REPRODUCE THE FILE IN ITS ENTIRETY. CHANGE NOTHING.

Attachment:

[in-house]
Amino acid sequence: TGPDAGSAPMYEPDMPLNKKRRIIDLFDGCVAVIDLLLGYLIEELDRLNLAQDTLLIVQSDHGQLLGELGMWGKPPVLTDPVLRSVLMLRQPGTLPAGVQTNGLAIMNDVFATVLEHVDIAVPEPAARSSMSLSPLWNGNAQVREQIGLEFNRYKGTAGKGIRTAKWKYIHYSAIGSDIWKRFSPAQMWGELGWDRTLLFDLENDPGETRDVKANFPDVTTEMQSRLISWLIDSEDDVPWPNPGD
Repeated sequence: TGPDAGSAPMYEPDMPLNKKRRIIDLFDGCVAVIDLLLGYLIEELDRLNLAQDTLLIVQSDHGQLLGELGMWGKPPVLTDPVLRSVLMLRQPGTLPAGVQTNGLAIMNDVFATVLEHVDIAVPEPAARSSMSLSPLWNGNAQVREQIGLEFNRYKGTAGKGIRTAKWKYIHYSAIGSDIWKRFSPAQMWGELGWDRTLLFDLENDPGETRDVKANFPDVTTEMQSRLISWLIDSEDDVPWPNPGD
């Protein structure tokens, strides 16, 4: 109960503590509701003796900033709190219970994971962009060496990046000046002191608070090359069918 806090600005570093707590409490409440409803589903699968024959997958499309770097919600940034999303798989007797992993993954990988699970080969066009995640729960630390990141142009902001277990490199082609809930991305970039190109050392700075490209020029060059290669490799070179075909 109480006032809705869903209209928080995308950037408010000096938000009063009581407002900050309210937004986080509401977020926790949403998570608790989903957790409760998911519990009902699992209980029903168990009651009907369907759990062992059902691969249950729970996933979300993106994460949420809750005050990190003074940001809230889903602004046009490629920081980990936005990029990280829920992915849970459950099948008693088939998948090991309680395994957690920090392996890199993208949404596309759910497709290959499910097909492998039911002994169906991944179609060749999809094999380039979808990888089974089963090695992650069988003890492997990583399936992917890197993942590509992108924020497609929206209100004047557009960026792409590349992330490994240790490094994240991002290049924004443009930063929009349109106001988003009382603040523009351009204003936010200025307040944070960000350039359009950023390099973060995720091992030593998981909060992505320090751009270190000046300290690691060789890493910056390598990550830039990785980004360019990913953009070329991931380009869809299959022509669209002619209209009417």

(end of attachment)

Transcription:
[in-house]
Amino acid sequence: TGPDAGSAPMYEPDMPLNKKRRIIDLFDGCVAVIDLLLGYLIEELDRLNLAQDTLLIVQSDHGQLLGELGMWGKPPVLTDPVLRSVLMLRQPGTLPAGVQTNGLAIMNDVFATVLEHVDIAVPEPAARSSMSLSPLWNGNAQVREQIGLEFNRYKGTAGKGIRTAKWKYIHYSAIGSDIWKRFSPAQMWGELGWDRTLLFDLENDPGETRDVKANFPDVTTEMQSRLISWLIDSEDDVPWPNPGD
Repeated sequence: TGPDAGSAPMYEPDMPLNKKRRIIDLFDGCVAVIDLLLGYLIEELDRLNLAQDTLLIVQSDHGQLLGELGMWGKPPVLTDPVLRSVLMLRQPGTLPAGVQTNGLAIMNDVFATVLEHVDIAVPEPAARSSMSLSPLWNGNAQVREQIGLEFNRYKGTAGKGIRTAKWKYIHYSAIGSDIWKRFSPAQMWGELGWDRTLLFDLENDPGETRDVKANFPDVTTEMQSRLISWLIDSEDDVPWPNPGD
């Protein structure tokens, strides 16, 4: 109960503590509701003796900033709190219970994971962009060496990046000046002191608070090359069918 806090600005570093707590409490409440409803589903699968024959997958499309770097919600940034999303798989007797992993993954990988699970080969066009995640729960630390990141142009902001277990490199082609809930991305970039190109050392700075490209020029060059290669490799070179075909 109480006032809705869903209209928080995308950037408010000096938000009063009581407002900050309210937004986080509401977020926790949403998570608790989903957790409760998911519990009902699992209980029903168990009651009907369907759990062992059902691969249950729970996933979300993106994460949420809750005050990190003074940001809230889903602004046009490629920081980990936005990029990280829920992915849970459950099948008693088939998948090991309680395994957690920090392996890199993208949404596309759910497709290959499910097909492998039911002994169906991944179609060749999809094999380039979808990888089974089963090695992650069988003890492997990583399936992917890197993942590509992108924020497609929206209100004047557009960026792409590349992330490994240790490094994240991002290049924004443009930063929009349109106001988003009382603040523009351009204003936010200025307040944070960000350039359009950023390099973060995720091992030593998981909060992505320090751009270190000046300290690691060789890493910056390598990550830039990785980004360019990913953009070329991931380009869809299959022509669209002619209209009417």